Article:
Acute effects of muscular counterpulsation therapy on cardiac output and safety in patients with chronic heart failure

Artif Organs. 2012 Jun;36(6):559-64. doi: 10.1111/j.1525-1594.2011.01399.x. Epub 2011 Dec 6.


Our aim was to investigate acute effects of muscular counterpulsation (MCP) on hemodynamic parameters and to evaluate its safety in regard to myocardial integrity and interferences with implanted rhythm devices in patients with chronic heart failure (CHF). A total of 22 patients with CHF (16 male, 67.8 ± 9.5 years, New York Heart Association [NYHA] class II + III, left ventricular ejection fraction 29.6 ± 6.6%) were treated with MCP for 3 consecutive days for 45 min, while hemodynamic parameters were measured noninvasively by bioimpedance (Task Force Monitor). Laboratory control and a complete device testing were performed prior to the first and after the third treatment. In addition, continuous rhythm device interrogation was performed online during the first MCP application. During each application, a significant increase in cardiac output (CO; average change +2.08 ± 2.33 L/min, P < 0.05) was documented. This increase was due to a decrease of total peripheral resistance (-336 ± 530 dyn × s/cm(5) , P < 0.05), to an augmented stroke volume (+8.35 ± 20.86 mL, P = n.s.), and an increase in heart rate (+17.12 ± 21.12 bpm, P < 0.05). Cardiac markers and enzymes were within normal limits at all times and did not increase during treatment. MCP stimuli were monitored using surface electrocardiogram, and no abnormal sensing or pacing events occurred. MCP acutely improves CO in patients with stable CHF. No adverse influence on myocardial integrity was observed nor were any inappropriate sensing or pacing artifacts detected in patients with implanted rhythm devices.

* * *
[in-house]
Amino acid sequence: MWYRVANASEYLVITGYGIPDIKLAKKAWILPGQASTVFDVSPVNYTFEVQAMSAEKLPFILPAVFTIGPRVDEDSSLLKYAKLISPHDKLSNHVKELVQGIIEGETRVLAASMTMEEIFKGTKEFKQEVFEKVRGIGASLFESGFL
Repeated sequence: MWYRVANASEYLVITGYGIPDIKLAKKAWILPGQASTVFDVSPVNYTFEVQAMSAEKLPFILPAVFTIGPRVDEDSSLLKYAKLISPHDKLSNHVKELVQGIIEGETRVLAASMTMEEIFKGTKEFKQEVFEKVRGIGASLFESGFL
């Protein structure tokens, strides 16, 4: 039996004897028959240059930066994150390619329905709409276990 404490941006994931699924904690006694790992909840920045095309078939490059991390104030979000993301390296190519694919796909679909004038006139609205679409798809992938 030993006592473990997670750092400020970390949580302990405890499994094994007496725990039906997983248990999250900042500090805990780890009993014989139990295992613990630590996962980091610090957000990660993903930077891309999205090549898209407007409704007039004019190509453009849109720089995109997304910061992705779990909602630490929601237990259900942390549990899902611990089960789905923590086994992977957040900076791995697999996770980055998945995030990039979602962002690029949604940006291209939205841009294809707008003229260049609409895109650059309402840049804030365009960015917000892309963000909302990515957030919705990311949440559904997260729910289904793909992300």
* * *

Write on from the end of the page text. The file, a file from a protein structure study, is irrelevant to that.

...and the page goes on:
Publication types

  • Clinical Trial

MeSH terms

  • Aged
  • Cardiac Output*
  • Chronic Disease
  • Counterpulsation / adverse effects
  • Counterpulsation / methods*
  • Female
  • Heart Failure / surgery
  • Heart Failure / therapy*
  • Heart Rate
  • Hemodynamics
  • Humans
  • Male
  • Myocardium / metabolism
  • Pacemaker, Artificial*